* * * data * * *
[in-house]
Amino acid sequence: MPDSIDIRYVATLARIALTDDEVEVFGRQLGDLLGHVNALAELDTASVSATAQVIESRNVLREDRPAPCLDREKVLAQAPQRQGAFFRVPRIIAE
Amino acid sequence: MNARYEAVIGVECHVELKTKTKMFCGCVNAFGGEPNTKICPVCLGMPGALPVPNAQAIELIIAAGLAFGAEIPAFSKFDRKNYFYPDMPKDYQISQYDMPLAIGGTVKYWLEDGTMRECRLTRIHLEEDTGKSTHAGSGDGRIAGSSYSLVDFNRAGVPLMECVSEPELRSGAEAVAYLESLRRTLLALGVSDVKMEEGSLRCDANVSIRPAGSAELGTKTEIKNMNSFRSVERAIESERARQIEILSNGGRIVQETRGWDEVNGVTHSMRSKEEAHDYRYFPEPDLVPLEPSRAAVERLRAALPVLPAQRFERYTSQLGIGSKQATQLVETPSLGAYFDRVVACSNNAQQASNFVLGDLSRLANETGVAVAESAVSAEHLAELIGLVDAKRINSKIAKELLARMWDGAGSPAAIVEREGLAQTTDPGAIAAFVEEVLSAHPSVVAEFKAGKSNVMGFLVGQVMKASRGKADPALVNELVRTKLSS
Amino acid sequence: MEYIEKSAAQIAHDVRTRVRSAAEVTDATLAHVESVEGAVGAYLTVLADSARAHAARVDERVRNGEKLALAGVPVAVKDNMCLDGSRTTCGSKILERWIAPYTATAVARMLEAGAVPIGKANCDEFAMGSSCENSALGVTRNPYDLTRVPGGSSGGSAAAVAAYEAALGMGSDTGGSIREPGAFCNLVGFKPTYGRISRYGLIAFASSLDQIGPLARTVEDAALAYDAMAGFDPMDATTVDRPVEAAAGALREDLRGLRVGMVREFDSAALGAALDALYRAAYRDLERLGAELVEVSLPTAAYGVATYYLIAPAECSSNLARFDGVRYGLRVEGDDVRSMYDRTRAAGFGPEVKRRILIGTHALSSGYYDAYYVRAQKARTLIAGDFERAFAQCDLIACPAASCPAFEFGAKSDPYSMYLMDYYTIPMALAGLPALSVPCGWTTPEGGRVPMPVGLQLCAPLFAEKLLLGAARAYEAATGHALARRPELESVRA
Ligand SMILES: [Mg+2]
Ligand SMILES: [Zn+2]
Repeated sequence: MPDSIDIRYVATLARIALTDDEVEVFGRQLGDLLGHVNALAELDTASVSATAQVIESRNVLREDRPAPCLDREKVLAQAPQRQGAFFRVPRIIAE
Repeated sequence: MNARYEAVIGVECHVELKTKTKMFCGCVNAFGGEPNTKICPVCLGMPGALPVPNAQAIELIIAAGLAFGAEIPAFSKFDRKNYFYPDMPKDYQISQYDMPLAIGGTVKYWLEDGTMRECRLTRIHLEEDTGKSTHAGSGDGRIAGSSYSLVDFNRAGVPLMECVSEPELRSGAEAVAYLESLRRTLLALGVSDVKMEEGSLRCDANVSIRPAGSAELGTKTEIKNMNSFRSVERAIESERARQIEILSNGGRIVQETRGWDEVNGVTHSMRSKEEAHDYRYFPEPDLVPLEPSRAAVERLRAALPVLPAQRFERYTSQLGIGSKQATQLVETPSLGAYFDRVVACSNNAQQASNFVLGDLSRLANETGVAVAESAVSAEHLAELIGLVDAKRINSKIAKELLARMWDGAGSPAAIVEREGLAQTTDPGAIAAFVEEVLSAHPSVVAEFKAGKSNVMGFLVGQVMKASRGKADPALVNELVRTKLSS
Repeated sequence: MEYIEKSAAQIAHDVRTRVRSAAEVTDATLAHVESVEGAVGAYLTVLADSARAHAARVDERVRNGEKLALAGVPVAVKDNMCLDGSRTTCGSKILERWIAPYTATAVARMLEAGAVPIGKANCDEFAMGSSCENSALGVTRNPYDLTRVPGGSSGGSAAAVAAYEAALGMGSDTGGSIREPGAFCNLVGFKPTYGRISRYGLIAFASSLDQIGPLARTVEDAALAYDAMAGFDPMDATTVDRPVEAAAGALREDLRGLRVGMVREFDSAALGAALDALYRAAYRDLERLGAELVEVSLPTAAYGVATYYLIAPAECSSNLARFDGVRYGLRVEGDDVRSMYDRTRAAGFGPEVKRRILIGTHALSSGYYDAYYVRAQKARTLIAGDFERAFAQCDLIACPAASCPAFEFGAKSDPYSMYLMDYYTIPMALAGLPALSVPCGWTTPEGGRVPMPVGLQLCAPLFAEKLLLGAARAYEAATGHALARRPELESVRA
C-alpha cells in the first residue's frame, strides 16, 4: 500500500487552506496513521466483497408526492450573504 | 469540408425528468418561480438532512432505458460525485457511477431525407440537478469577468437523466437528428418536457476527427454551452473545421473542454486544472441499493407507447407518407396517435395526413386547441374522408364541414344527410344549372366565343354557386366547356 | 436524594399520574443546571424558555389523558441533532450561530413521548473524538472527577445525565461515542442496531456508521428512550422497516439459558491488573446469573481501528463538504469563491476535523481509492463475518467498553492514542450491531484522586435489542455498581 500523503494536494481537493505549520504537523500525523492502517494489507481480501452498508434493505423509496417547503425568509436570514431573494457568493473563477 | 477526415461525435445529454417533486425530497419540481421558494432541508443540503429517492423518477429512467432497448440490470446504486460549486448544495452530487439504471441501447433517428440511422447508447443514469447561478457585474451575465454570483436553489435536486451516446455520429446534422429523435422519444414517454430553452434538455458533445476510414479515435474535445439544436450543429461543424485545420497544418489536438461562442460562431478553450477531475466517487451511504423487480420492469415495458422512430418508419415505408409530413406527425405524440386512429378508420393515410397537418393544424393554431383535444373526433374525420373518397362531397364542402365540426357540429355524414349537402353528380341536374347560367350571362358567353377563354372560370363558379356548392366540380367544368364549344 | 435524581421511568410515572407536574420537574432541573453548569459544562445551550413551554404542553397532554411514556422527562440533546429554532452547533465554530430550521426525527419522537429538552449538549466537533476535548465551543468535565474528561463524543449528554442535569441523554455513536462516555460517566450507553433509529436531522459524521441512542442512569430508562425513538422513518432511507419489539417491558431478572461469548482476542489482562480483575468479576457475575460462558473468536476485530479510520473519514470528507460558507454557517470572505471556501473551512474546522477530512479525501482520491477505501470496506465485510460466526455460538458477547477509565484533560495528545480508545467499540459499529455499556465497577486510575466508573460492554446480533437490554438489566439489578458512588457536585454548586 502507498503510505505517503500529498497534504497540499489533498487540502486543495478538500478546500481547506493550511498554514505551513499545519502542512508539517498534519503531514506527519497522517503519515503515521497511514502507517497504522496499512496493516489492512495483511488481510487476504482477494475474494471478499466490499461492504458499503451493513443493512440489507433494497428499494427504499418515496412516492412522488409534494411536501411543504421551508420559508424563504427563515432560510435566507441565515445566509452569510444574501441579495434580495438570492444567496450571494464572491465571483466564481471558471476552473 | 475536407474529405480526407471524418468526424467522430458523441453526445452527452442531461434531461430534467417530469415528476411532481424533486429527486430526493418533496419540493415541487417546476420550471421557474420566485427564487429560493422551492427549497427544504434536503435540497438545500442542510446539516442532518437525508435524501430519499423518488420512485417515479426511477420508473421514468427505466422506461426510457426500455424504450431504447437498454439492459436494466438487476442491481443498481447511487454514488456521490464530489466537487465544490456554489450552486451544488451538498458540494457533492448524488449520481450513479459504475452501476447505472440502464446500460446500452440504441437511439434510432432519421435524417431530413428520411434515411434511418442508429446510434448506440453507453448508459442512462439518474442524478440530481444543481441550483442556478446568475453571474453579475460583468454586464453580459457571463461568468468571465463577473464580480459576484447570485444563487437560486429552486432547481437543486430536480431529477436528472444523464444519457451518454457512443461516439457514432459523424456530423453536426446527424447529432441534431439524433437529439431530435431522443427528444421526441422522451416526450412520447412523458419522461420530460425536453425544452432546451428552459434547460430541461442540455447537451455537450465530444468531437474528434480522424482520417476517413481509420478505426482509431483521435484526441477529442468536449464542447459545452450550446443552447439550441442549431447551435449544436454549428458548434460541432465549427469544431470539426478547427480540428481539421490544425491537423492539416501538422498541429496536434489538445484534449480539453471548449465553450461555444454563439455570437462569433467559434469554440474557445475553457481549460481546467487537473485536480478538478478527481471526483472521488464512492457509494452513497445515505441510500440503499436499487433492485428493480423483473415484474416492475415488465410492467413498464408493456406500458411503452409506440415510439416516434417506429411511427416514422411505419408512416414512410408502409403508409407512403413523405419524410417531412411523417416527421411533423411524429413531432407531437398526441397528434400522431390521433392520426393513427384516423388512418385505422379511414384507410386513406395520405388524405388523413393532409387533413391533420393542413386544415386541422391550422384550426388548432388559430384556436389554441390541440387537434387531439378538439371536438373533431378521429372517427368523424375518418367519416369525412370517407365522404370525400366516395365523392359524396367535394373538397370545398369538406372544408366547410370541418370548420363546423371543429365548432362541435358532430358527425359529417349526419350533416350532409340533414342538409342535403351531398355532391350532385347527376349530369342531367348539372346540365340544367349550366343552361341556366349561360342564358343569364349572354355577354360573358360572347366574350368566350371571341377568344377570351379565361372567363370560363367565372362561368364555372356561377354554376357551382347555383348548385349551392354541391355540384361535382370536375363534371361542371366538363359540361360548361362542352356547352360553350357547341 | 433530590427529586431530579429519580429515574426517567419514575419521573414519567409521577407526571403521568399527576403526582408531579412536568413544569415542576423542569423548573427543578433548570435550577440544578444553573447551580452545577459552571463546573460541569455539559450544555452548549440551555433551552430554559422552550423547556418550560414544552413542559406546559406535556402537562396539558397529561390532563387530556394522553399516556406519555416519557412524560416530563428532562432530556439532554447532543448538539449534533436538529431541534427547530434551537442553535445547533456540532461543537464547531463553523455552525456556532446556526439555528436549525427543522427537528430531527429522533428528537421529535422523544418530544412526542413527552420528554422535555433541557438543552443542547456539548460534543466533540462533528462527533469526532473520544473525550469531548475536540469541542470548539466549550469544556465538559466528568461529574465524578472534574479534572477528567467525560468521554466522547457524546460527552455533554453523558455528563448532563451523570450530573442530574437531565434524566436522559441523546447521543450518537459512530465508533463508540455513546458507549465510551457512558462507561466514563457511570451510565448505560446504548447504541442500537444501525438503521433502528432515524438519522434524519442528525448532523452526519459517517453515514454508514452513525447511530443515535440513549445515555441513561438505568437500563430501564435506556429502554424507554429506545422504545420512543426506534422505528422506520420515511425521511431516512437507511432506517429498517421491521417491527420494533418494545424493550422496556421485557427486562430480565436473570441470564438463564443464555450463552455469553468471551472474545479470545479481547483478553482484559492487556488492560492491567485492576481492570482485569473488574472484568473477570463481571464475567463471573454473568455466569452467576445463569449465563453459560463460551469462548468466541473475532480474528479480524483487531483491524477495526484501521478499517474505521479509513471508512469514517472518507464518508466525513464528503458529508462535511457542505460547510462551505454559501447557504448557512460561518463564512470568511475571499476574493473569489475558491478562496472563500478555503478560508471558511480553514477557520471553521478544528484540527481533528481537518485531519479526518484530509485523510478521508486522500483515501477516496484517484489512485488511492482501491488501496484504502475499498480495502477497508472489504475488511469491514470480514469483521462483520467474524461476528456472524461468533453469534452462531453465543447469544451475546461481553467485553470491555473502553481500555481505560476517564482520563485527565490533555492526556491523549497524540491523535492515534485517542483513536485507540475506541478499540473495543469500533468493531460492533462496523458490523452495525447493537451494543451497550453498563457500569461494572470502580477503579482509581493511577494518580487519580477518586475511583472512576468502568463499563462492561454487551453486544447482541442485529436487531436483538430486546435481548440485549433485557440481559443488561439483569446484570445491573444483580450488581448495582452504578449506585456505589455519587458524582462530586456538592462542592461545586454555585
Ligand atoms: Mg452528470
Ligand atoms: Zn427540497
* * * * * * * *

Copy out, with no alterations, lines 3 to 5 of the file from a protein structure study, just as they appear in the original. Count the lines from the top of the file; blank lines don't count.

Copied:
Amino acid sequence: MNARYEAVIGVECHVELKTKTKMFCGCVNAFGGEPNTKICPVCLGMPGALPVPNAQAIELIIAAGLAFGAEIPAFSKFDRKNYFYPDMPKDYQISQYDMPLAIGGTVKYWLEDGTMRECRLTRIHLEEDTGKSTHAGSGDGRIAGSSYSLVDFNRAGVPLMECVSEPELRSGAEAVAYLESLRRTLLALGVSDVKMEEGSLRCDANVSIRPAGSAELGTKTEIKNMNSFRSVERAIESERARQIEILSNGGRIVQETRGWDEVNGVTHSMRSKEEAHDYRYFPEPDLVPLEPSRAAVERLRAALPVLPAQRFERYTSQLGIGSKQATQLVETPSLGAYFDRVVACSNNAQQASNFVLGDLSRLANETGVAVAESAVSAEHLAELIGLVDAKRINSKIAKELLARMWDGAGSPAAIVEREGLAQTTDPGAIAAFVEEVLSAHPSVVAEFKAGKSNVMGFLVGQVMKASRGKADPALVNELVRTKLSS
Amino acid sequence: MEYIEKSAAQIAHDVRTRVRSAAEVTDATLAHVESVEGAVGAYLTVLADSARAHAARVDERVRNGEKLALAGVPVAVKDNMCLDGSRTTCGSKILERWIAPYTATAVARMLEAGAVPIGKANCDEFAMGSSCENSALGVTRNPYDLTRVPGGSSGGSAAAVAAYEAALGMGSDTGGSIREPGAFCNLVGFKPTYGRISRYGLIAFASSLDQIGPLARTVEDAALAYDAMAGFDPMDATTVDRPVEAAAGALREDLRGLRVGMVREFDSAALGAALDALYRAAYRDLERLGAELVEVSLPTAAYGVATYYLIAPAECSSNLARFDGVRYGLRVEGDDVRSMYDRTRAAGFGPEVKRRILIGTHALSSGYYDAYYVRAQKARTLIAGDFERAFAQCDLIACPAASCPAFEFGAKSDPYSMYLMDYYTIPMALAGLPALSVPCGWTTPEGGRVPMPVGLQLCAPLFAEKLLLGAARAYEAATGHALARRPELESVRA
Ligand SMILES: [Mg+2]